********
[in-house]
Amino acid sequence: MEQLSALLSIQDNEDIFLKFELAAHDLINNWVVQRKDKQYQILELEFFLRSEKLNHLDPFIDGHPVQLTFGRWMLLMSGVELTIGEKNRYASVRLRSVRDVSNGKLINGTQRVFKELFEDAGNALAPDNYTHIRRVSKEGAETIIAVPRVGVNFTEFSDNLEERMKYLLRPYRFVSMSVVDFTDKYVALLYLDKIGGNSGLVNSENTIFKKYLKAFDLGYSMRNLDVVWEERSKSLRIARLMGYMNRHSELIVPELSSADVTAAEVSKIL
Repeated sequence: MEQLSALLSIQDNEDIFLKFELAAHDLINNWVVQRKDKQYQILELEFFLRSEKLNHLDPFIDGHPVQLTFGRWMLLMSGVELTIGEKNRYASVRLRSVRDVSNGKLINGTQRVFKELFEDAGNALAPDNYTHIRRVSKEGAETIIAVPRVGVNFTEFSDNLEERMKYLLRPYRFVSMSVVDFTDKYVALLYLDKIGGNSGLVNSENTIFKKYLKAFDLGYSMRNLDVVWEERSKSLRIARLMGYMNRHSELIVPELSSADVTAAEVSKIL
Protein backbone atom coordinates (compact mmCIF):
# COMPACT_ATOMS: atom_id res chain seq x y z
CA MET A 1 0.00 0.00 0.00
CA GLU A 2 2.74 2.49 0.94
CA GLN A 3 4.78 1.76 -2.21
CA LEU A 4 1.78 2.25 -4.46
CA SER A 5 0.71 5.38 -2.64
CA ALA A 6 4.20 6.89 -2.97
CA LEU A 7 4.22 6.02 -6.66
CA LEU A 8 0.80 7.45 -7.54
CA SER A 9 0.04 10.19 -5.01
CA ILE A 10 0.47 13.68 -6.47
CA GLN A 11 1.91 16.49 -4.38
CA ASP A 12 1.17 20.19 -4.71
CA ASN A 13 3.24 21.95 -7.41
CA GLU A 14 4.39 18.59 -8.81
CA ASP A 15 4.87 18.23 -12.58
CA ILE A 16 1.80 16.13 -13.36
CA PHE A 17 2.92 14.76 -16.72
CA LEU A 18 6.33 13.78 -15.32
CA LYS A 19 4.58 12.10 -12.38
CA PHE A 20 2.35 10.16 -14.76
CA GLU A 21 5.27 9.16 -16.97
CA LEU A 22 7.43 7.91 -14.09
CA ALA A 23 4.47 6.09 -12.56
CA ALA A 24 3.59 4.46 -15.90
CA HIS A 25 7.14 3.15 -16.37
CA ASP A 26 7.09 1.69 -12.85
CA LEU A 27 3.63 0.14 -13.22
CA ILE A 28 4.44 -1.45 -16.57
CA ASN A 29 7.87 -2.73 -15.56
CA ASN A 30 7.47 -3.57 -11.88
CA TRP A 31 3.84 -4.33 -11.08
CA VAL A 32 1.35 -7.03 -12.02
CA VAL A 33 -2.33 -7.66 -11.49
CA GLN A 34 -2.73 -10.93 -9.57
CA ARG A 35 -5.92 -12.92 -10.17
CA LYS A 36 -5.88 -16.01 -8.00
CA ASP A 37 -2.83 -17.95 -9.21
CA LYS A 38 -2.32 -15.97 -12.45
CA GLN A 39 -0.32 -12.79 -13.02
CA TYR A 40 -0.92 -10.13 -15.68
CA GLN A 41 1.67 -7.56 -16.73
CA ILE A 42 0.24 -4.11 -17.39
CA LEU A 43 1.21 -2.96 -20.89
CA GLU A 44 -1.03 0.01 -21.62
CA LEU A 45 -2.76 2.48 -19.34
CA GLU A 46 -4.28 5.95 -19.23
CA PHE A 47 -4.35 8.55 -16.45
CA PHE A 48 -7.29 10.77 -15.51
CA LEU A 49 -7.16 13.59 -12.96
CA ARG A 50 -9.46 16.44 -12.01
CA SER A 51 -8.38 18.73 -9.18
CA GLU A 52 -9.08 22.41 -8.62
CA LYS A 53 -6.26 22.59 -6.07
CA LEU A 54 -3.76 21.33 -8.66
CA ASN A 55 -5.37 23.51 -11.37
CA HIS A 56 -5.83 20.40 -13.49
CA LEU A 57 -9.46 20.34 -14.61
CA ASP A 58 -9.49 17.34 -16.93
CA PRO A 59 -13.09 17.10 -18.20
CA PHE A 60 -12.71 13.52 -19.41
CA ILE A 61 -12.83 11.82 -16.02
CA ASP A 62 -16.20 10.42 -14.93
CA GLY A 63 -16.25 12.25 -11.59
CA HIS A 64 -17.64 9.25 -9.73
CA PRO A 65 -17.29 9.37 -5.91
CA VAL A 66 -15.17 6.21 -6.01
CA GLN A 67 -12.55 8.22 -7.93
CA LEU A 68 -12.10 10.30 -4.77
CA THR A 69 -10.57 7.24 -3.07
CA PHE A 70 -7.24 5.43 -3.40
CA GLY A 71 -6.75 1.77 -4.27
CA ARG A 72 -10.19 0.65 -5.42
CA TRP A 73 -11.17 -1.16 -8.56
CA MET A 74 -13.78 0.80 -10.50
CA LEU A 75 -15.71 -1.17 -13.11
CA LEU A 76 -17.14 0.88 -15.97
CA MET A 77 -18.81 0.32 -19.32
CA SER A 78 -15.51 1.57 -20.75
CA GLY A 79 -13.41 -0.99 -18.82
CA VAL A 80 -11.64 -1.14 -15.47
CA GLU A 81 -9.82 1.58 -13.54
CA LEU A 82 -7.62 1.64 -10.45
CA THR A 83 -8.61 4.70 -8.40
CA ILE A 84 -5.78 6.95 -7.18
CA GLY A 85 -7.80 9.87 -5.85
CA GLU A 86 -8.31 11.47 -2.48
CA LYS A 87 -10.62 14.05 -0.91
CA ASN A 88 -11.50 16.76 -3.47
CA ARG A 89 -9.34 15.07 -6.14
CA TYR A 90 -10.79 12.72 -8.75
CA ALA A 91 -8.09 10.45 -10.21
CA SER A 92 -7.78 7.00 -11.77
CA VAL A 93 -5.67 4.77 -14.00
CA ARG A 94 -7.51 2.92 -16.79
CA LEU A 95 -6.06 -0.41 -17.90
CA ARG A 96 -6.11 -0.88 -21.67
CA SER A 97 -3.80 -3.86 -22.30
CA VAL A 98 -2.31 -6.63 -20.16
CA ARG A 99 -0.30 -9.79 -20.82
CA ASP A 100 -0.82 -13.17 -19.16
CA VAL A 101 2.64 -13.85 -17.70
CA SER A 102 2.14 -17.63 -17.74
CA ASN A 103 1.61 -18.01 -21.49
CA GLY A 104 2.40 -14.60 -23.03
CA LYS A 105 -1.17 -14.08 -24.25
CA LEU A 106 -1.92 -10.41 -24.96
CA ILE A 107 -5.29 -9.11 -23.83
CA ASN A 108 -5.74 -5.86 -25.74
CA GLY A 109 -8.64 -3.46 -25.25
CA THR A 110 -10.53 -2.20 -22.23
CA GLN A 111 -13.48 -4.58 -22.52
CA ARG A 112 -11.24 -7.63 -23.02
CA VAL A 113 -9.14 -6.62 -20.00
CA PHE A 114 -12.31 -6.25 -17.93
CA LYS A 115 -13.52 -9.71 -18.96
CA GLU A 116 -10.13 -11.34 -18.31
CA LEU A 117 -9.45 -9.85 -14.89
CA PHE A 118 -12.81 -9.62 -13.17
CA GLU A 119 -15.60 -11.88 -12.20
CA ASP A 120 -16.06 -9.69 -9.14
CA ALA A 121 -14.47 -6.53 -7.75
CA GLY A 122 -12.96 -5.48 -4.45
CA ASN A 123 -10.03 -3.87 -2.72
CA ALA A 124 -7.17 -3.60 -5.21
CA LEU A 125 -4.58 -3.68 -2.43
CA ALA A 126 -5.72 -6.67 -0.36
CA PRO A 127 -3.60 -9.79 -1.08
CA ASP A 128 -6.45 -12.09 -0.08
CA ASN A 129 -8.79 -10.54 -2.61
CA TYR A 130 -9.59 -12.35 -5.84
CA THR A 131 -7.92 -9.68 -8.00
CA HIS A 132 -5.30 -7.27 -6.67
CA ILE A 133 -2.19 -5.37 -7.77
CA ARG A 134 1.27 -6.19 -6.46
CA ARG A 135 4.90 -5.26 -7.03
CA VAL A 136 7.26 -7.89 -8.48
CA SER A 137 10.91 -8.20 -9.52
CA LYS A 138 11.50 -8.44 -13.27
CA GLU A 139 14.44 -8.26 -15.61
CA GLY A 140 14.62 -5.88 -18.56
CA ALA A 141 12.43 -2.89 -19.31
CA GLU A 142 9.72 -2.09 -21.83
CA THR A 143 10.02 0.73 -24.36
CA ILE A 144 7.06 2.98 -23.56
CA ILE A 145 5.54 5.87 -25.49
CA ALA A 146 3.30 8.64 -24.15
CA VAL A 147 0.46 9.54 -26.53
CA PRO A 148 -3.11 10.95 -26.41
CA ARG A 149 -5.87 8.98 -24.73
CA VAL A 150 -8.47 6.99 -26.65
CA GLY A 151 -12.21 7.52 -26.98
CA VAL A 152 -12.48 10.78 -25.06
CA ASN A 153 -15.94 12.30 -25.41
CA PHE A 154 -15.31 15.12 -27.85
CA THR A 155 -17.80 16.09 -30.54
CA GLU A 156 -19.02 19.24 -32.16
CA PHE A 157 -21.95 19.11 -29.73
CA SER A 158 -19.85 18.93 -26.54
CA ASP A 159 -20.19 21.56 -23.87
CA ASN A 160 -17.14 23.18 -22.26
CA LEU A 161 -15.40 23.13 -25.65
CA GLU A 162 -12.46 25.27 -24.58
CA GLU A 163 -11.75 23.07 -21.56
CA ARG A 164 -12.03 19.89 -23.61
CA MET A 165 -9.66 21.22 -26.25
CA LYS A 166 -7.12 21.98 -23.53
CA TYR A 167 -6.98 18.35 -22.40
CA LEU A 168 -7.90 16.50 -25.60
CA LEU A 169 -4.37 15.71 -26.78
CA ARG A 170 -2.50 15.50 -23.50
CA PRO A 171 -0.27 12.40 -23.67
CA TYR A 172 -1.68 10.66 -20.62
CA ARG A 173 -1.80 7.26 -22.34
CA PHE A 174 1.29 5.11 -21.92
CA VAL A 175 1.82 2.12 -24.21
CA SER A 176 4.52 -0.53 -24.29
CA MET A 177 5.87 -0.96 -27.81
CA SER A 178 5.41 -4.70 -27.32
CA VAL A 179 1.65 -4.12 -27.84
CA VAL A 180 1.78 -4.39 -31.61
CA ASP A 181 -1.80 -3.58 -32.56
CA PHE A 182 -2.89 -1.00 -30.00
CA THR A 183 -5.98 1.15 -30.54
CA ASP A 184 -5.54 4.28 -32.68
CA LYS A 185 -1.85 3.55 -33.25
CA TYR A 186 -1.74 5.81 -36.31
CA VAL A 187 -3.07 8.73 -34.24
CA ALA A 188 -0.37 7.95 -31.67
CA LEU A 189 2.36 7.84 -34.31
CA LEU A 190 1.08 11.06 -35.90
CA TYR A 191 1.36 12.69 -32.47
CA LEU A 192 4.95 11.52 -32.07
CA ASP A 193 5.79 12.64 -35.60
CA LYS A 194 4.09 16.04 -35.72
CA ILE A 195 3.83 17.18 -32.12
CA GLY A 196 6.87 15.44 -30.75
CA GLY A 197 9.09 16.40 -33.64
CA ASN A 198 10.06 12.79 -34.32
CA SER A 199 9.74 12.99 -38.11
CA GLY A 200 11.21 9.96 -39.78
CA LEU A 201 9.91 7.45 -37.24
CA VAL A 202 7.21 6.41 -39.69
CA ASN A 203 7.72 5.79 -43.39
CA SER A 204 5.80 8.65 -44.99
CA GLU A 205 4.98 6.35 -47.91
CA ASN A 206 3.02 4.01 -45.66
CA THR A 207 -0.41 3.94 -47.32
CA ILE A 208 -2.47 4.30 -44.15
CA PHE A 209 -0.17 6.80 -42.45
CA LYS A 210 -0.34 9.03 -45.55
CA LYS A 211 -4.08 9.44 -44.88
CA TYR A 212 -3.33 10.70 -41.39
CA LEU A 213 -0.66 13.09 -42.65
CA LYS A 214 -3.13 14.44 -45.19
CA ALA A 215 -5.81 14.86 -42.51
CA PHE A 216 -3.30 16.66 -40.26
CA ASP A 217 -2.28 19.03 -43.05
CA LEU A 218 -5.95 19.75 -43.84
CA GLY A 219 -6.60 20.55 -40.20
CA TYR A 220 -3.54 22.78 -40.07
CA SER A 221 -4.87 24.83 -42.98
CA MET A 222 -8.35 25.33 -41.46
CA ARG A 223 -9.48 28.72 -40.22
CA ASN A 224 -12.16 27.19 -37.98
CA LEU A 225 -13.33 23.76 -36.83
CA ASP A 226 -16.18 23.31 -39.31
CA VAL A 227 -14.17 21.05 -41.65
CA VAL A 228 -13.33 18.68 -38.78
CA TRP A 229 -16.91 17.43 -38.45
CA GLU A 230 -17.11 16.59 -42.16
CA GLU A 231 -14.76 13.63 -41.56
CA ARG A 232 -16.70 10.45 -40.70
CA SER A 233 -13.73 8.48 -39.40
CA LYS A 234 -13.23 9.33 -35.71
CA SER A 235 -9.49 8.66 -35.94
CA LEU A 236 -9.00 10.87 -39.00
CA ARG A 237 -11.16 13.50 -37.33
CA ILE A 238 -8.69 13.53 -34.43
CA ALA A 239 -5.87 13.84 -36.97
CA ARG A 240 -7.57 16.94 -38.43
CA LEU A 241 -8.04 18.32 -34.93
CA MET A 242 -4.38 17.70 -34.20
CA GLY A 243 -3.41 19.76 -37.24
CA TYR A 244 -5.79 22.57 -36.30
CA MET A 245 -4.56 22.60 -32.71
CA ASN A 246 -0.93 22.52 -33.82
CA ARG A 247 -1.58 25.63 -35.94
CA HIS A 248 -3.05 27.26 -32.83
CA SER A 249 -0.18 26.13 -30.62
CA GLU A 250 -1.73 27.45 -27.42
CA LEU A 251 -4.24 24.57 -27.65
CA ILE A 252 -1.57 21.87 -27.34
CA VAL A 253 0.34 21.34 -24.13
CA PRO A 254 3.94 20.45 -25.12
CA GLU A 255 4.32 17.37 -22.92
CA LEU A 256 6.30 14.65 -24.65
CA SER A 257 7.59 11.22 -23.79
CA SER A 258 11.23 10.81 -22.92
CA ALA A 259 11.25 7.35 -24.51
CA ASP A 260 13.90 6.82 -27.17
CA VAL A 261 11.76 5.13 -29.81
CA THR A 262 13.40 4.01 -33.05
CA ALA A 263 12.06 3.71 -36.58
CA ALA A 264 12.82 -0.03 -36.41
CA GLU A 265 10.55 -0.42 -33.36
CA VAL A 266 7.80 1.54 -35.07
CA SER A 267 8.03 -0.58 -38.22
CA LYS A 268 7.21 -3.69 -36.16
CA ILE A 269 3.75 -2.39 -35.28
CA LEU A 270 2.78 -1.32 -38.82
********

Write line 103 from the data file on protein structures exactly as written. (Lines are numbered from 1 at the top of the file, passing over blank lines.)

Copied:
CA VAL A 98 -2.31 -6.63 -20.16